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Paul Read: 'We had the wrong portfolio for Q3 but there’s value ahead'

Paul Read: 'We had the wrong portfolio for Q3 but there’s value ahead'

Invesco Perpetual’s co-head of fixed income Paul Read said his portfolios have been hit in the third quarter by his exposure to bank debt and financials, but he believes these positions will pay off in the long term.

The manager of the Citywire Selection Corporate Bond and Monthly High Income Plus funds conceded he had the ‘wrong’ portfolio in the third quarter, although this was not solely due to his positions in bank debt and financials, and was also a cause of not having exposure to more safe-haven assets.

Read said: ‘We’re still very confident in investment case for bank debt and financials, but we’ve had poor performance in Q3 – it’s a Q3 issue though, across our portfolios.

‘We had the wrong portfolios for the third quarter – but this was not just in financials and banks, it’s about having risk in a market that was the worst quarter for risk in a decade.

He said the poor performance 'was also due to not having exposure to risk free assets such as gilts and treasuries that have been rallying in Q3. This made for portfolios that didn’t perform.'

However, he added: ‘From here we are confident about our portfolios – we would not want to de-risk in this market environment. There is tremendous value in high yield and little in government bonds.’

However, the manager conceded there remains considerable uncertainty around banks and financials at the moment.

‘Q3 would’ve been better to have more gilts and less risk, but this is not how we manage money.’

Read also has significant exposure to French and UK banks in some of his portfolios. In September S&P downgraded the Corporate Bond fund's triple A rating down to double A, over concerns surrounding liquidity and because the £5.7 billion fund had around £1 billion of exposure to French and UK banks.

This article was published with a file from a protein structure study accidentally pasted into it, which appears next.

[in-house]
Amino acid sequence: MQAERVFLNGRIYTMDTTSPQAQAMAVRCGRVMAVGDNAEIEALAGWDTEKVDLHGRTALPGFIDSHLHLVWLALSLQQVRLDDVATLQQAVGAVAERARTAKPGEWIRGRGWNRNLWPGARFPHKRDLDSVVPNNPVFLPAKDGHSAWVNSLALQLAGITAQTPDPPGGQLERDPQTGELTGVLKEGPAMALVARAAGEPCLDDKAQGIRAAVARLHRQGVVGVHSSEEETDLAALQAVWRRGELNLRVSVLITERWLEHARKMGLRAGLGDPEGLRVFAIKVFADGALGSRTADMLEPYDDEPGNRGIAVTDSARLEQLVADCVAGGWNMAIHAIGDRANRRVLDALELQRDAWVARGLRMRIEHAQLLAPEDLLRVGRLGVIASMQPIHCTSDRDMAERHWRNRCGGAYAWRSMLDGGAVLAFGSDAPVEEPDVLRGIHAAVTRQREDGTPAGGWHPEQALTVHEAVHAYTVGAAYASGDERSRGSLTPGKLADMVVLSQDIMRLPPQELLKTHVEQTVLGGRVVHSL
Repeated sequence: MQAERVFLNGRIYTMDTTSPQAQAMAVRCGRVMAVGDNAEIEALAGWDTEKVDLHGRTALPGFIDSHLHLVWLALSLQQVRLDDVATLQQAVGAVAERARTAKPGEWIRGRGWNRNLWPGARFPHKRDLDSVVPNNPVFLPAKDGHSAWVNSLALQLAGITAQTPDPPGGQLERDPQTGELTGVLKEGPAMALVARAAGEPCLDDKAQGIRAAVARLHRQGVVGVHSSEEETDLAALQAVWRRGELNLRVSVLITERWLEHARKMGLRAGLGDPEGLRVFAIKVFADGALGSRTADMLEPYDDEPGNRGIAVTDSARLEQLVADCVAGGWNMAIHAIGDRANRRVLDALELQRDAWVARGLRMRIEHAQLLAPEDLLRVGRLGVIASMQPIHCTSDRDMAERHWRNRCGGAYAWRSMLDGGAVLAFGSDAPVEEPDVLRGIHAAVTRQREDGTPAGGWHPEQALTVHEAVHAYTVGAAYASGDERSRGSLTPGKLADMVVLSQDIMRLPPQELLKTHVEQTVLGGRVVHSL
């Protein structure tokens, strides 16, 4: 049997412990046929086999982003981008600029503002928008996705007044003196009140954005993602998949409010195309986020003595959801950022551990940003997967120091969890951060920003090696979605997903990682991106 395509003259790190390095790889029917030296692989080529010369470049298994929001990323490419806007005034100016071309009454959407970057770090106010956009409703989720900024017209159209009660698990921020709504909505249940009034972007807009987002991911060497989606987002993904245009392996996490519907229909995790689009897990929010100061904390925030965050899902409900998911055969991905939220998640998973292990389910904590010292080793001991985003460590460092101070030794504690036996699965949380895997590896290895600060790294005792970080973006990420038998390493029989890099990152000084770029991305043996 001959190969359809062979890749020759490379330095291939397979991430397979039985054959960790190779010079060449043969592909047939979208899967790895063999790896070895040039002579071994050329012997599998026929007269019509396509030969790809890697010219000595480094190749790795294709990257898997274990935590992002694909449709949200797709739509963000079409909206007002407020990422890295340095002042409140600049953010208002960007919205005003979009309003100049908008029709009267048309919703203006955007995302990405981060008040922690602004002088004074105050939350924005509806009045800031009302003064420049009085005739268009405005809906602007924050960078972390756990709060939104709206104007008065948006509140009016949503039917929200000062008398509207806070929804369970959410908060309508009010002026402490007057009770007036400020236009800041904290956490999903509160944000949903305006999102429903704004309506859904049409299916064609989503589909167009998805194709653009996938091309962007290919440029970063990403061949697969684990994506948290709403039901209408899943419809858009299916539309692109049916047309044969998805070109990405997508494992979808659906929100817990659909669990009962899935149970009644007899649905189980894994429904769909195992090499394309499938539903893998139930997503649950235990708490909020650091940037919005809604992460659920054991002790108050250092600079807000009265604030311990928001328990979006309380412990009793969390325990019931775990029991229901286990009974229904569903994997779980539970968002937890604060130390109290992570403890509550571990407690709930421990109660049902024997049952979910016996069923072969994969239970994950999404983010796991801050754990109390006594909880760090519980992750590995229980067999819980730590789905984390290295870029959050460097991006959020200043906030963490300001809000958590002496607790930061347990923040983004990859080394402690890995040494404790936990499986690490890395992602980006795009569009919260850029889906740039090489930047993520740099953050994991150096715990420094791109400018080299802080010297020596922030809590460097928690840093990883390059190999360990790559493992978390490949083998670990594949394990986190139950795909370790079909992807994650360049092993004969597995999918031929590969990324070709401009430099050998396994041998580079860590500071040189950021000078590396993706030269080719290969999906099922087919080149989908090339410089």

Read said he did not see the S&P downgrade of his Corporate Bond fund as entirely negative, although he found their comments on liquidity surprising.

He said: ‘We’ve run concentrated portfolios for years…but I can’t blame anyone in this market for being a bit prudent and cautious.’

In terms of areas where Read sees value, he said there are opportunities in Italian, Spanish and French government bonds.

‘The Irish government bond market has been rallying strongly in the last couple of months, those spreads have come in a lot – it’s not a big area of  exposure for us at the moment but it’s one to watch. So there are a number of areas where we see good value.’

He also sees quality in investment grade corporate bonds that may have been tainted by what the peripheral European sovereign debt crisis.

'We’re finding opportunities in financials. anything that’s tainted by what’s going on in periphery. So big Spanish and Italian corporates have seen spreads widen; in high yield there’s substantial value coming through,' he added. 'In a world running away from risk there’s a tremendous build-up of value.'

Over the last three months, the Corporate Bond fund was down 3.83% compared with the Markit iBoxx Sterling Corporates Total Return index, down 1.32%.

In terms of three year performance, the fund was up 26.21% compared with the Markit index which returned 18.17%.

The Monthly Income Plus fund was down 6.99% over three months compared with the BofA Merrill Lynch Euro Currency HY Constant Hedge index, down 8.49%.

Over three years, the fund was up 30.85% compared with the index’s 45.45% return.

 

 

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